. The appeal confirms reimbursable loan instrument is legal
. None of the loans to Airbus prohibited
. None of Airbus’ loans caused material injury to Boeing
. 90 percent of US claims rejected after appeal
. Time for Boeing to accept legal defeat and end masquerade
The World Trade Organization (WTO) report released today constitutes the final blow to the Boeing-sponsored myth that government support to Airbus somehow caused harm to Boeing. The WTO has now confirmed definitively that government loans are a legal instrument and that none of the government loans made to Airbus over the past 40 years were prohibited. It also reaffirms that, contrary to Boeing’s repeated assertions, the subsidies did not cause any material injury to Boeing.
“It’s time for Boeing to accept this legal defeat and end the masquerade. The WTO confirmation of the European loan system is a big victory for Europe,” said Rainer Ohler, Airbus’ Head of Public Affairs and Communications. “We see no significant consequences for Airbus or the European support system from today’s decision, as the WTO has now fully and finally rejected most of the US claims. Therefore, the WTO findings are likely to require only limited changes in European policies and practices,” he added.
The WTO Appellate Body rejected all of the arguments made by the US during the appeal and sided with the EU. The final result further improves on the already substantial rejection of US claims at the first stage in 2009 and now rejects 90 percent of all US claims. It also marks the end of the road for Boeing’s quest to stop European government partnership with Airbus.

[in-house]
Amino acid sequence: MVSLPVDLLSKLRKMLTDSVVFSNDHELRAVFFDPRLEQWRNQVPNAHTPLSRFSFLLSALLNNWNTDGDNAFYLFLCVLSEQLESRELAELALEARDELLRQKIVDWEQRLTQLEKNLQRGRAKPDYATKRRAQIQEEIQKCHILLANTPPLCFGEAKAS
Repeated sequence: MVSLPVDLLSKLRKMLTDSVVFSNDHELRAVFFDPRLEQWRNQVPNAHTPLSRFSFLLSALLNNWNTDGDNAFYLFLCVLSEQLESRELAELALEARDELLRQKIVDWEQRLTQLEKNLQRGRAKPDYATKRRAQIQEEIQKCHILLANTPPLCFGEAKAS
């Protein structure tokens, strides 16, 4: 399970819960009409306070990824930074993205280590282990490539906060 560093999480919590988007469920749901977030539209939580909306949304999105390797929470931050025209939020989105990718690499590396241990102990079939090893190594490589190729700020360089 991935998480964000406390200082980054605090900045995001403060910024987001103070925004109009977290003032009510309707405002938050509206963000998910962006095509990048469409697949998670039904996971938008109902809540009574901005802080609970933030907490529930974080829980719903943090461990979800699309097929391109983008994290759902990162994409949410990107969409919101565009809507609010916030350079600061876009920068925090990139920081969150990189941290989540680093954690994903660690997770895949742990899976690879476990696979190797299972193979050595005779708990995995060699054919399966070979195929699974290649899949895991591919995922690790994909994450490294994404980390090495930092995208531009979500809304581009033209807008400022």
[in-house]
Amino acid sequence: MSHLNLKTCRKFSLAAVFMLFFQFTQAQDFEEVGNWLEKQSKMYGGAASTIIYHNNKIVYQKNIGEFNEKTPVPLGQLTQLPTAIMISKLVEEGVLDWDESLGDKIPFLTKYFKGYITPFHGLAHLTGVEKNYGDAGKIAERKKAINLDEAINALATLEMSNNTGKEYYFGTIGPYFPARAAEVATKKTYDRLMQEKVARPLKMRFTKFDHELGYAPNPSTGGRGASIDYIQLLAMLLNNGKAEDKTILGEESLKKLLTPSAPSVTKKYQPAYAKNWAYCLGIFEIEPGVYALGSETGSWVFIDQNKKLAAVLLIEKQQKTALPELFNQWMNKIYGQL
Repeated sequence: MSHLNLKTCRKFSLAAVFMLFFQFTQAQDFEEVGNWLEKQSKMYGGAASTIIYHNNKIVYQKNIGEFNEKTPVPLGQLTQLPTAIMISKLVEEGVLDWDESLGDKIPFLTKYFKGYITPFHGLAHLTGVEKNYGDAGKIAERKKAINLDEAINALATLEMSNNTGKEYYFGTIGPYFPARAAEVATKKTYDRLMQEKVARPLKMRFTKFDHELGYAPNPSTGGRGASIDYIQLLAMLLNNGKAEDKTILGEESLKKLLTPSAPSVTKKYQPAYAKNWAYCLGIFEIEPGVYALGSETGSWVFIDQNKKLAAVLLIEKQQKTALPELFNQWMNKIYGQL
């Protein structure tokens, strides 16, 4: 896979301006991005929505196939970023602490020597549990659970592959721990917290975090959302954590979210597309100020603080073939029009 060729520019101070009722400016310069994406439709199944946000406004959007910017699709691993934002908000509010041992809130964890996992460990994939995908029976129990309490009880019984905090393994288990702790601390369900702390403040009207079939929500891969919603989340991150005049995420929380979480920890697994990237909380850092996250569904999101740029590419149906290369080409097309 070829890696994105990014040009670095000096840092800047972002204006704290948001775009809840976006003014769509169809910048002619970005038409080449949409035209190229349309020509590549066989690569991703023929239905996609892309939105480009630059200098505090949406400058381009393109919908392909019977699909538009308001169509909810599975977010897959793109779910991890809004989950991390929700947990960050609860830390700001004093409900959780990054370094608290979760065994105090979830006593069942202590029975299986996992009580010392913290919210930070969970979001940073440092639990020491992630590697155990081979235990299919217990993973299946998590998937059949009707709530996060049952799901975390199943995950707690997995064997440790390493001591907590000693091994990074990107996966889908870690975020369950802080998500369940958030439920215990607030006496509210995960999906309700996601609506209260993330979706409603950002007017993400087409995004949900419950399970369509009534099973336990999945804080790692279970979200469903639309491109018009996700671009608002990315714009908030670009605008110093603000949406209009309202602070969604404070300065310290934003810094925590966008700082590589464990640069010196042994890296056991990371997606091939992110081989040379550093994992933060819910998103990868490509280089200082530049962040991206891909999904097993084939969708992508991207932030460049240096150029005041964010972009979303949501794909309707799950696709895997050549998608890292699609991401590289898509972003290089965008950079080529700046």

In particular, the WTO Appellate Body:
- confirmed that the European reimbursable loan mechanism is a legal and compliant instrument of partnership between government and industry,
- reversed the Panel’s finding that three of the past government loans were prohibited subsidies, thereby finding that none of the past loans were prohibited,
- denied US claims that the full amount of a loan is a subsidy but confirmed that government loans to Airbus contain an element of a subsidy, the size of which depends on the interest rate,
- reversed the Panel’s finding that government-built infrastructure used by Airbus in France constitutes a subsidy,
- reversed the Panel’s finding that European R&T programmes caused harm to Boeing,
- chastised the Panel for incorrectly finding that Boeing lost market share in Brazil, Mexico, Chinese Taipei and Singapore,
- found that there was no possibility of future harm to Boeing in India,
- significantly limited the scope of the Panel’s finding that Boeing lost market share in Australia, China, Korea and the EU.
These results came as no surprise to Airbus. The company has said throughout the WTO process that it expected the majority of Boeing’s claims to be rejected.
Airbus noted that a separate case before the WTO has found that Boeing has benefitted from substantial illegal subsidies. That case is currently under appeal, with a final outcome expected later this year.